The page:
WASHINGTON — Cablevision Systems has taken aim at both broadcasters and Aereo, which are battling each other, in hopes of protecting its own content from online freeloaders without losing its ability to provide remote DVR functionality to its customers.
In a filing with the Supreme Court last week, the Bethpage, N.Y.-based cable operator said that the court should find Aereo — a subscription over-the-top service that delivers local TV stations without retransmission consent — illegal.
But Cablevision said it should do so without overturning the U.S. Court of Appeals for the 2nd Circuit’s decision that Cablevision’s Remote Storage Digital Video Recorder (RS-DVR) was not providing public performances subject to a separate copyright payment. (Aereo relies on tiny, individual antennas for each subscriber in order to get around that public-performance restriction.)
Cablevision said such a decision could jeopardize the cloud storage industry. Broadcasters disagree, and even the Obama administration has said the Supreme Court can smack down Aereo without raining on the cloud, as it were. But Cablevision isn’t so sure.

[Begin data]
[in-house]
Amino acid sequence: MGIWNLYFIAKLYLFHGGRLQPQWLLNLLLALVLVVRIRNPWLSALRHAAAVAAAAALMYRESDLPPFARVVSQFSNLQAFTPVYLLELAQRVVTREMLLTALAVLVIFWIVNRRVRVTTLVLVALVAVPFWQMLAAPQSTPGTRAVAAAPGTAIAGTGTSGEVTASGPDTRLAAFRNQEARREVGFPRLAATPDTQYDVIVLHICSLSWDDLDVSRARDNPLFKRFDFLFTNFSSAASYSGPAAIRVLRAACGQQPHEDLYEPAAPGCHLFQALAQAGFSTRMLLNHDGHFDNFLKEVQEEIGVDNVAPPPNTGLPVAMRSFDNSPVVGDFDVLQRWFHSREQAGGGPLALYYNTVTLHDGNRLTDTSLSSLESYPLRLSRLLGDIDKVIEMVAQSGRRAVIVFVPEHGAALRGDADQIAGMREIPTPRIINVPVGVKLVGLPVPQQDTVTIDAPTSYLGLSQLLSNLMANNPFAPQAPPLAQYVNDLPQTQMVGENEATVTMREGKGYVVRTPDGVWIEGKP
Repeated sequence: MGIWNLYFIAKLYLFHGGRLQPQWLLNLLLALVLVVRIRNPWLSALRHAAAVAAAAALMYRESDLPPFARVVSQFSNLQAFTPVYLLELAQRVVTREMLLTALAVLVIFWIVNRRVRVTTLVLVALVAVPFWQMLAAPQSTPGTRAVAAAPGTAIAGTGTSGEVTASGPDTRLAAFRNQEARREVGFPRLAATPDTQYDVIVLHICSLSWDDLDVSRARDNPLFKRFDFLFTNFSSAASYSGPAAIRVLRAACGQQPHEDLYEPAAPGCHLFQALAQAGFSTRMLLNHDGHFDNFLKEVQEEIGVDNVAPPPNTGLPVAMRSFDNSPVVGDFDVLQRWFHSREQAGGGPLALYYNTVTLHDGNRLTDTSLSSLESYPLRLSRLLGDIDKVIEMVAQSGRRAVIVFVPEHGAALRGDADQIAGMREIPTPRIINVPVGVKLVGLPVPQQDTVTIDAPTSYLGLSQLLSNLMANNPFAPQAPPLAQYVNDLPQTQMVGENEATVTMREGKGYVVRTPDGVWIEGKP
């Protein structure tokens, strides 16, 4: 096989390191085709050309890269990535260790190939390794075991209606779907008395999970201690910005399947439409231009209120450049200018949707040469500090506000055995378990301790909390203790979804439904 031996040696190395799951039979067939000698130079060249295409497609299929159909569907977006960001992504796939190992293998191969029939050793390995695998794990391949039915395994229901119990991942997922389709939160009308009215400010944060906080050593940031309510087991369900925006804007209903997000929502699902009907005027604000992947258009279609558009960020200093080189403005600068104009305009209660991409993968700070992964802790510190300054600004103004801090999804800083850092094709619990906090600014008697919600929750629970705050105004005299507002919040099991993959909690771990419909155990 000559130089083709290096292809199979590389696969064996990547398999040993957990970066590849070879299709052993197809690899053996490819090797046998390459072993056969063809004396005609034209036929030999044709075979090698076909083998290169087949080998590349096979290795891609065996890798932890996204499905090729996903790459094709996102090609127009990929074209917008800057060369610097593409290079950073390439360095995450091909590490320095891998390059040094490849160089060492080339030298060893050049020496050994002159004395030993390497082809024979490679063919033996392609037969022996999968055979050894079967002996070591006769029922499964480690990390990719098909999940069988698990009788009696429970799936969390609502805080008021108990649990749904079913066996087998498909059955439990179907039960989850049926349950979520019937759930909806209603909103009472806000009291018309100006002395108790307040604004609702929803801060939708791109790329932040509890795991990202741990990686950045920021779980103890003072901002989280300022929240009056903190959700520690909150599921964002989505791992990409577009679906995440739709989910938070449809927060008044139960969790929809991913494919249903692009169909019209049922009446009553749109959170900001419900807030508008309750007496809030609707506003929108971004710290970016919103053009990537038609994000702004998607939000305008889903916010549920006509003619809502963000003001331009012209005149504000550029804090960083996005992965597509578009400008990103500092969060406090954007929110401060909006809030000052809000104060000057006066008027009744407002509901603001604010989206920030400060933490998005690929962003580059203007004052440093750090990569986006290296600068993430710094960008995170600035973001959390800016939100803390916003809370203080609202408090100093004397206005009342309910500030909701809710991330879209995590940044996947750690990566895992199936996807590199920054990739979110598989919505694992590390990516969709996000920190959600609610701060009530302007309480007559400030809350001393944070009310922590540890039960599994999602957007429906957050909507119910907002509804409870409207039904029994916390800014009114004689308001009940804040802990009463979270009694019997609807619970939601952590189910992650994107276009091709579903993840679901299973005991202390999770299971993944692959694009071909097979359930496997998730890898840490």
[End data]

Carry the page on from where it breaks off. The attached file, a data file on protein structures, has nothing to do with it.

“Instead of focusing narrowly on the lawfulness of the Aereo service, the broadcasters appear to be asking the Supreme Court to undo decades of federal copyright law precedent and overturn the legal foundation on which cloud-based technologies have flourished,” Cablevision said. “If those arguments are adopted, such a reversal of legal precedent could stifle innovation and future cloud-based technologies.”
Cablevision should get some sense of how the high court sees the issue on April 22, when oral argument is scheduled, but probably won’t get an answer until late June, when the court is expected to rule.
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